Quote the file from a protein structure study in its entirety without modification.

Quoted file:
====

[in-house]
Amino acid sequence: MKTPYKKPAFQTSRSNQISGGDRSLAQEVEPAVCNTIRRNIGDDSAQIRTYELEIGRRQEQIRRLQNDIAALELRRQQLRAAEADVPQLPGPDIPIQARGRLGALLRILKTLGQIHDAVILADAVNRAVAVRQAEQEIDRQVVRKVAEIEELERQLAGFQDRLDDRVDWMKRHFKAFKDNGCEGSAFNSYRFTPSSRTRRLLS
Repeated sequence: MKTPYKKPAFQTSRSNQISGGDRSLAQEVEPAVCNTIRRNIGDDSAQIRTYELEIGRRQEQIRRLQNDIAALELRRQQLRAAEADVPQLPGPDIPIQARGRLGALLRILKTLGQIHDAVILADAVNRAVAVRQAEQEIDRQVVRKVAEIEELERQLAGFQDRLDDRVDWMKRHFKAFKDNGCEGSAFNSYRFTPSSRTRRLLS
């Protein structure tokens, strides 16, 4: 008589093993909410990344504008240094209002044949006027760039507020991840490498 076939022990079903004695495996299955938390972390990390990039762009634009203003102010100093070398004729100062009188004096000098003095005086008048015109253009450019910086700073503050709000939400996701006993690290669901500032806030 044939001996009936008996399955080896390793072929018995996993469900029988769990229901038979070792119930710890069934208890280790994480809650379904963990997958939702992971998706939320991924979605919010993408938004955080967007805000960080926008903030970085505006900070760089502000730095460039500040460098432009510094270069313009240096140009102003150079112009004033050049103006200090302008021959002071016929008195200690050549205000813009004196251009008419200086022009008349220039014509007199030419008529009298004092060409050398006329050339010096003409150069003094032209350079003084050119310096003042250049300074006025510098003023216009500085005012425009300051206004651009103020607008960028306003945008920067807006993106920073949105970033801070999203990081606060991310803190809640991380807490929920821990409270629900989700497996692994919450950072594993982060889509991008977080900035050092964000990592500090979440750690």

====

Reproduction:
[in-house]
Amino acid sequence: MKTPYKKPAFQTSRSNQISGGDRSLAQEVEPAVCNTIRRNIGDDSAQIRTYELEIGRRQEQIRRLQNDIAALELRRQQLRAAEADVPQLPGPDIPIQARGRLGALLRILKTLGQIHDAVILADAVNRAVAVRQAEQEIDRQVVRKVAEIEELERQLAGFQDRLDDRVDWMKRHFKAFKDNGCEGSAFNSYRFTPSSRTRRLLS
Repeated sequence: MKTPYKKPAFQTSRSNQISGGDRSLAQEVEPAVCNTIRRNIGDDSAQIRTYELEIGRRQEQIRRLQNDIAALELRRQQLRAAEADVPQLPGPDIPIQARGRLGALLRILKTLGQIHDAVILADAVNRAVAVRQAEQEIDRQVVRKVAEIEELERQLAGFQDRLDDRVDWMKRHFKAFKDNGCEGSAFNSYRFTPSSRTRRLLS
């Protein structure tokens, strides 16, 4: 008589093993909410990344504008240094209002044949006027760039507020991840490498 076939022990079903004695495996299955938390972390990390990039762009634009203003102010100093070398004729100062009188004096000098003095005086008048015109253009450019910086700073503050709000939400996701006993690290669901500032806030 044939001996009936008996399955080896390793072929018995996993469900029988769990229901038979070792119930710890069934208890280790994480809650379904963990997958939702992971998706939320991924979605919010993408938004955080967007805000960080926008903030970085505006900070760089502000730095460039500040460098432009510094270069313009240096140009102003150079112009004033050049103006200090302008021959002071016929008195200690050549205000813009004196251009008419200086022009008349220039014509007199030419008529009298004092060409050398006329050339010096003409150069003094032209350079003084050119310096003042250049300074006025510098003023216009500085005012425009300051206004651009103020607008960028306003945008920067807006993106920073949105970033801070999203990081606060991310803190809640991380807490929920821990409270629900989700497996692994919450950072594993982060889509991008977080900035050092964000990592500090979440750690």